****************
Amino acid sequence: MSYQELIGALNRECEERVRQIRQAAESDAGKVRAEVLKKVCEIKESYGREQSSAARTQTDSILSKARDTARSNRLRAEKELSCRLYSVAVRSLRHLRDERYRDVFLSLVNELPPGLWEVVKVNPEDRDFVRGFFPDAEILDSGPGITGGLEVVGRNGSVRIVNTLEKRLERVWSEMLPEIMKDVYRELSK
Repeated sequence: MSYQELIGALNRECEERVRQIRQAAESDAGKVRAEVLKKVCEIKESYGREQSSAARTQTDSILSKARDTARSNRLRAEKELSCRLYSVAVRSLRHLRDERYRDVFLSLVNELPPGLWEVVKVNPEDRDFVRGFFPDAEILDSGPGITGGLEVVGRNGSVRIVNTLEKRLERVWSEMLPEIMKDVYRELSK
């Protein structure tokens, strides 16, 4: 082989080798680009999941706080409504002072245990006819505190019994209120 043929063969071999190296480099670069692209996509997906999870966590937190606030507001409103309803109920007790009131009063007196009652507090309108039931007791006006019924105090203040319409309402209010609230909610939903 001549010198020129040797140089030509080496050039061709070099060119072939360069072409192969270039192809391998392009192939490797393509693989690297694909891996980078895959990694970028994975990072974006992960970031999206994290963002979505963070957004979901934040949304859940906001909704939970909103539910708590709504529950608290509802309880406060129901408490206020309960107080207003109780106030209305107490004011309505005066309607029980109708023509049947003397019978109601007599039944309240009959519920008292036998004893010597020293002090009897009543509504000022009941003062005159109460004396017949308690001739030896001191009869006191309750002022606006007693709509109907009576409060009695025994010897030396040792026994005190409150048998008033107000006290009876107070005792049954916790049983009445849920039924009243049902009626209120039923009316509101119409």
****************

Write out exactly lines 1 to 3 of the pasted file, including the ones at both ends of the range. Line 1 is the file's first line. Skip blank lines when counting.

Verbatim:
Amino acid sequence: MSYQELIGALNRECEERVRQIRQAAESDAGKVRAEVLKKVCEIKESYGREQSSAARTQTDSILSKARDTARSNRLRAEKELSCRLYSVAVRSLRHLRDERYRDVFLSLVNELPPGLWEVVKVNPEDRDFVRGFFPDAEILDSGPGITGGLEVVGRNGSVRIVNTLEKRLERVWSEMLPEIMKDVYRELSK
Repeated sequence: MSYQELIGALNRECEERVRQIRQAAESDAGKVRAEVLKKVCEIKESYGREQSSAARTQTDSILSKARDTARSNRLRAEKELSCRLYSVAVRSLRHLRDERYRDVFLSLVNELPPGLWEVVKVNPEDRDFVRGFFPDAEILDSGPGITGGLEVVGRNGSVRIVNTLEKRLERVWSEMLPEIMKDVYRELSK
């Protein structure tokens, strides 16, 4: 082989080798680009999941706080409504002072245990006819505190019994209120 043929063969071999190296480099670069692209996509997906999870966590937190606030507001409103309803109920007790009131009063007196009652507090309108039931007791006006019924105090203040319409309402209010609230909610939903 001549010198020129040797140089030509080496050039061709070099060119072939360069072409192969270039192809391998392009192939490797393509693989690297694909891996980078895959990694970028994975990072974006992960970031999206994290963002979505963070957004979901934040949304859940906001909704939970909103539910708590709504529950608290509802309880406060129901408490206020309960107080207003109780106030209305107490004011309505005066309607029980109708023509049947003397019978109601007599039944309240009959519920008292036998004893010597020293002090009897009543509504000022009941003062005159109460004396017949308690001739030896001191009869006191309750002022606006007693709509109907009576409060009695025994010897030396040792026994005190409150048998008033107000006290009876107070005792049954916790049983009445849920039924009243049902009626209120039923009316509101119409």